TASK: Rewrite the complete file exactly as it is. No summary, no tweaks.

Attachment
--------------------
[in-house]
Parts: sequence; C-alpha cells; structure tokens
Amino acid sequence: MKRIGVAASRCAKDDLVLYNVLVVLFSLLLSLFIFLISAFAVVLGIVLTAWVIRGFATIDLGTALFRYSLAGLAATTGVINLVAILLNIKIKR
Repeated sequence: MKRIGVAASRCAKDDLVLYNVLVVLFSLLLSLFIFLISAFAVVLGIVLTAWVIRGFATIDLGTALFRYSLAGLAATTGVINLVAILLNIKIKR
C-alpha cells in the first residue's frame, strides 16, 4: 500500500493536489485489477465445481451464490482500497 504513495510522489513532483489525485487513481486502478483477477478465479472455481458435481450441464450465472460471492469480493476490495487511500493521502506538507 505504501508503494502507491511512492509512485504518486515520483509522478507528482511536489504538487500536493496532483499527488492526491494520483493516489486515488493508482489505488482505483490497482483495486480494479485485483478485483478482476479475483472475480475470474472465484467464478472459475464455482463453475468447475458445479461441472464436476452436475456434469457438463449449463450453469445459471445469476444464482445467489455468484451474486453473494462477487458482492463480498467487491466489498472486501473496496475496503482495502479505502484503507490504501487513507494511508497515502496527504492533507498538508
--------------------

[in-house]
Parts: sequence; C-alpha cells; structure tokens
Amino acid sequence: MKRIGVAASRCAKDDLVLYNVLVVLFSLLLSLFIFLISAFAVVLGIVLTAWVIRGFATIDLGTALFRYSLAGLAATTGVINLVAILLNIKIKR
Repeated sequence: MKRIGVAASRCAKDDLVLYNVLVVLFSLLLSLFIFLISAFAVVLGIVLTAWVIRGFATIDLGTALFRYSLAGLAATTGVINLVAILLNIKIKR
C-alpha cells in the first residue's frame, strides 16, 4: 500500500493536489485489477465445481451464490482500497 504513495510522489513532483489525485487513481486502478483477477478465479472455481458435481450441464450465472460471492469480493476490495487511500493521502506538507 505504501508503494502507491511512492509512485504518486515520483509522478507528482511536489504538487500536493496532483499527488492526491494520483493516489486515488493508482489505488482505483490497482483495486480494479485485483478485483478482476479475483472475480475470474472465484467464478472459475464455482463453475468447475458445479461441472464436476452436475456434469457438463449449463450453469445459471445469476444464482445467489455468484451474486453473494462477487458482492463480498467487491466489498472486501473496496475496503482495502479505502484503507490504501487513507494511508497515502496527504492533507498538508